Booked, for sure!

Bhilar in Maharashtra is a paradise for book lovers, discovers Harshikaa Udasi, who visits the Village of Books and comes back impressed

Bhilar, 'the Village of Books'

The sign reads Bhilar-Village of Books for sure, but nowhere along the road from Wai has there been any song and dance about this tiny hamlet that has been making waves in literary circles in Maharashtra. So, you cautiously manoeuvre your SUV into the turn that the board points to, unsure of whether or not it will welcome this giant of a four-wheeler.

Just a couple of hundred metres in and you are ready to eat humble pie. A milkman looks at you absurdly as you ask him if the road is motorable and points to a large welcome sign hovering overhead at a distance. So, wondering if it is a road less taken, you continue on the path. It is only when boards such as ‘read a while and munch some strawberries’ and ‘be our guest, come in for a read’ greet you, that you pinch yourself and realise that this isn’t a dream.

Turn the pages

Pustakanchgaav, that’s Marathi for Village of Books, is literally at a stone’s throw away from the twin hill stations of Panchgani-Mahabaleshwar in Maharashtra, and roughly about 20 km from Wai, the industrial town that’s also the favourite haunt of television show makers. Yet, it is not very popular among visitors. For die-hard readers, that’s quite a boon.

So what does Bhilar have to offer that makes it the village that bibliophiles flock to? There are 35 areas in this village which are fully-stocked libraries open from 8 am to 8 pm with 35,000-plus books and counting! These reading areas include one library, two schools, and three temples with the rest being private houses.

As I walked into my first reading space, a sprawling bungalow of the Bhilare family, there were some readers lost among books already present there. The space had three display shelves, a water pot, and comfortable seating spaces on the floor as well as a sofa and chairs. There are pens and sheaves of paper to help those readers who come for research purposes.

Shivkalari, who is from the next generation of the Bhilares, says, “We welcomed the idea. Not many villagers received it with that much enthusiasm, but we were all for it. It is not at all a problem for us, “ he says, about having to part with his personal space for the library. “We keep our home open till late evening — after all, it is just one room.” When asked if he gets anything in return, “Oh no! No rent or anything. I don’t charge anything.”

The 35 areas across the village are divided into different genres for ease of browsing. There is one on Maratha history, another on laughter and satire, yet another on drama, on feminism, on children’s literature, and so on and so forth. Extensive murals have been created to classify the spaces according to genres, and they create an unbelievably amazing ambience.

A quirky illustration
A quirky illustration in Bhilar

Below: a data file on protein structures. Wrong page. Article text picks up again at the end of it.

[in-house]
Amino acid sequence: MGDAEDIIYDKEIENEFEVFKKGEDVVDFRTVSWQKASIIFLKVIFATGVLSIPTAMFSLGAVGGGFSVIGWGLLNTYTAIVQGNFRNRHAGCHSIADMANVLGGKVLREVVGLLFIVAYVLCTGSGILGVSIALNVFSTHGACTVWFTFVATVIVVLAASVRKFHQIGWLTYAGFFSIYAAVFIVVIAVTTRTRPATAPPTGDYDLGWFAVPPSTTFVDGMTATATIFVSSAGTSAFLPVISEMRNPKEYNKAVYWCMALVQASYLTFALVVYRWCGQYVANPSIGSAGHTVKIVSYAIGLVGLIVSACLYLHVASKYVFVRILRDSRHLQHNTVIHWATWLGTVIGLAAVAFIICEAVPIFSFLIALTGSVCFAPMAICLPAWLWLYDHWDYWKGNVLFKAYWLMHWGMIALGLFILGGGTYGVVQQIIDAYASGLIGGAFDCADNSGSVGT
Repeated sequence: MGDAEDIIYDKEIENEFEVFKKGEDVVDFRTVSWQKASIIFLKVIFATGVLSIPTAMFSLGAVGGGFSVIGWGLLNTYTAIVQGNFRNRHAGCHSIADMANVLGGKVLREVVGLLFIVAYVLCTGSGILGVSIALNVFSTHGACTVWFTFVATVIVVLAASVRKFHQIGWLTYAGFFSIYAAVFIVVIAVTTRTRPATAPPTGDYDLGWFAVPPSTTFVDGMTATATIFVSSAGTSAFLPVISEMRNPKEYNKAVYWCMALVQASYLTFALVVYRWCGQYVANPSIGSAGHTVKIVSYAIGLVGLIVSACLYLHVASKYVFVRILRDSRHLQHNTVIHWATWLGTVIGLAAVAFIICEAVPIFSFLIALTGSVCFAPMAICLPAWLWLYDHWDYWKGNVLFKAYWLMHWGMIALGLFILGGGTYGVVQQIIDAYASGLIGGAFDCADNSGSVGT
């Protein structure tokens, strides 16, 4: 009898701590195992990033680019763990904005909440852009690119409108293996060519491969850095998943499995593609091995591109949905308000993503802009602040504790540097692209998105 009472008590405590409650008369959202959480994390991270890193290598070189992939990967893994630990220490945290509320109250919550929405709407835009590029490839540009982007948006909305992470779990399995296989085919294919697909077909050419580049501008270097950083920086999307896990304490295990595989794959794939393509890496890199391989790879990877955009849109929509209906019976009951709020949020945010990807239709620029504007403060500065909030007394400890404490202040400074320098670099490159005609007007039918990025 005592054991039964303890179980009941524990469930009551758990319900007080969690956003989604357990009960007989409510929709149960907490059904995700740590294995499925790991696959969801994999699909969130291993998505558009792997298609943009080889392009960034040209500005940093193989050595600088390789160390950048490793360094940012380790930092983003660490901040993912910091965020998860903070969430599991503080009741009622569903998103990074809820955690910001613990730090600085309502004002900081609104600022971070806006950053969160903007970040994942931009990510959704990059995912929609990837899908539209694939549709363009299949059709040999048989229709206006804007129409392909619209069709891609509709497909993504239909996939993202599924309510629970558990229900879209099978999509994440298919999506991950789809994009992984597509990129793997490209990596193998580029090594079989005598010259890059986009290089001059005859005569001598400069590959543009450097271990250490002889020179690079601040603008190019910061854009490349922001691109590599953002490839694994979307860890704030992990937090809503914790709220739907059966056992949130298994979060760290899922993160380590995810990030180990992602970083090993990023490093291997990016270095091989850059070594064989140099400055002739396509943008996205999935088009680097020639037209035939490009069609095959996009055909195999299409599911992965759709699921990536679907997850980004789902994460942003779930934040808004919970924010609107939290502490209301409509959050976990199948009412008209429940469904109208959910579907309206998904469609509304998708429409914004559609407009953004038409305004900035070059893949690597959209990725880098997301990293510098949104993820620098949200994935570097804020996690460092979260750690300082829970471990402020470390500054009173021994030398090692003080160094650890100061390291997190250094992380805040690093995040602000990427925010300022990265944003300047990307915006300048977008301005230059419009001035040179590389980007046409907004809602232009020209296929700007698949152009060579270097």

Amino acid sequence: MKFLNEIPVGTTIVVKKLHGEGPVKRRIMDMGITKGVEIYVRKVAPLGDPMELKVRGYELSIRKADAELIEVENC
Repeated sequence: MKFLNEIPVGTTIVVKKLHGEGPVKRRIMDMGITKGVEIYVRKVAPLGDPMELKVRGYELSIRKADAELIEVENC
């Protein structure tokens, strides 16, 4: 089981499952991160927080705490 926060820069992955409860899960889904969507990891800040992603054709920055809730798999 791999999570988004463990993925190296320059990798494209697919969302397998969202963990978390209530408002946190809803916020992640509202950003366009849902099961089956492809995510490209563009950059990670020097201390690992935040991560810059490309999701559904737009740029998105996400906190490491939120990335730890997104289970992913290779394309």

For the love of reading

The magic began working in Bhilar over two years ago when the Maharashtra Government, spearheaded by the vision of then education minister Vinod Tawde, proposed a reading village in Maharashtra on the lines of the Welsh market town Hay-on-Wye that is known worldwide for housing as many as 20 bookshops dedicated to the love of the written word.

Taking this idea forward, government officials met all the villagers and invited them to send proposals for housing a book library in their premises. While initially villagers were not quite sure of what this would mean for them, they still received 50-odd proposals of which 25 were approved. Simultaneously, literary scholars were contacted for their expertise and guidance on which books must be stocked in the reading areas. Approved spaces were then refurbished with new furniture, shelves, and stationery. Beginning with 15,000 books in 15 genres and the interesting wall art by about 100 Swatva artists from Thane near Mumbai, this book village was ready to welcome readers!

Books in the Marathi language form a major chunk of the books housed here but Hindi, English, and Gujarati are being added regularly, too. The village is frequented by school students, research students preparing for their theses, and working people, especially on weekends. In 2018, under the Know India programme, Bhilar had welcomed 40 NRI students from eight different countries including Fiji, Guyana, Mauritius, Portugal, South Africa, Sri Lanka, and Trinidad & Tobago, for a familiarisation trip.

For residents of Bhilar, after the strawberry plantations, it is the businesses spinning off through this opportunity that are a source of income. Private houses with modern but basic amenities have been converted into affordable homestays here. Tourists looking at exploring the village in detail, and even book lovers, come and put themselves up here.

Sensing the amazing tourist potential and business opportunities that go hand-in-hand with the worldwide popularity that Bhilar enjoys now, other villages in the country are also springing into action to replicate the Bhilar experience. Teams from Gujarat and Delhi have visited the place to draw up plans for their own such villages.

Bhilar — once inside, as any book enthusiast will recount, it is quite a task to pull yourself away. Especially since not just books but fresh strawberries, tranquil surroundings and warm and friendly people who not only open their houses but also their hearts to you, are all part of this wonderful experience.

Comments (+)